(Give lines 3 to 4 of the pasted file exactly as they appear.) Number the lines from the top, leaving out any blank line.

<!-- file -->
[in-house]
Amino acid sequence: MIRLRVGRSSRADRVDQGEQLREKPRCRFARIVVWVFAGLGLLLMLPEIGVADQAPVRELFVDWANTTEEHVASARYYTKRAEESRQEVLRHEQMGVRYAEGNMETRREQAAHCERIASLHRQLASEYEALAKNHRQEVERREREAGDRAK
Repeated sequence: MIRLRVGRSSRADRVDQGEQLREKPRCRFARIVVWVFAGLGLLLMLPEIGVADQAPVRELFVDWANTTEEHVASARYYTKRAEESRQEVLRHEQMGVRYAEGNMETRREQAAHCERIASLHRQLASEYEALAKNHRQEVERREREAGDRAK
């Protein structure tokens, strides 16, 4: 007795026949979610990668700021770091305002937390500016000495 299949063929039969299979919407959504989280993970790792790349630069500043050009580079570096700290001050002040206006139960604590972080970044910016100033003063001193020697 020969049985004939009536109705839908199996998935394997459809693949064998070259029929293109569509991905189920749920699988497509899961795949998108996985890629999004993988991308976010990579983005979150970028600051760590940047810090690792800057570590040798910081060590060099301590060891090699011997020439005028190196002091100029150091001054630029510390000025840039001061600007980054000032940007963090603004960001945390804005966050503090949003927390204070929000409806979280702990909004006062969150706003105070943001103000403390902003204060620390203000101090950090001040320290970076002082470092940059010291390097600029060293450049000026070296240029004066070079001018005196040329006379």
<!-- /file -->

Repeated sequence: MIRLRVGRSSRADRVDQGEQLREKPRCRFARIVVWVFAGLGLLLMLPEIGVADQAPVRELFVDWANTTEEHVASARYYTKRAEESRQEVLRHEQMGVRYAEGNMETRREQAAHCERIASLHRQLASEYEALAKNHRQEVERREREAGDRAK
């Protein structure tokens, strides 16, 4: 007795026949979610990668700021770091305002937390500016000495 299949063929039969299979919407959504989280993970790792790349630069500043050009580079570096700290001050002040206006139960604590972080970044910016100033003063001193020697 020969049985004939009536109705839908199996998935394997459809693949064998070259029929293109569509991905189920749920699988497509899961795949998108996985890629999004993988991308976010990579983005979150970028600051760590940047810090690792800057570590040798910081060590060099301590060891090699011997020439005028190196002091100029150091001054630029510390000025840039001061600007980054000032940007963090603004960001945390804005966050503090949003927390204070929000409806979280702990909004006062969150706003105070943001103000403390902003204060620390203000101090950090001040320290970076002082470092940059010291390097600029060293450049000026070296240029004066070079001018005196040329006379």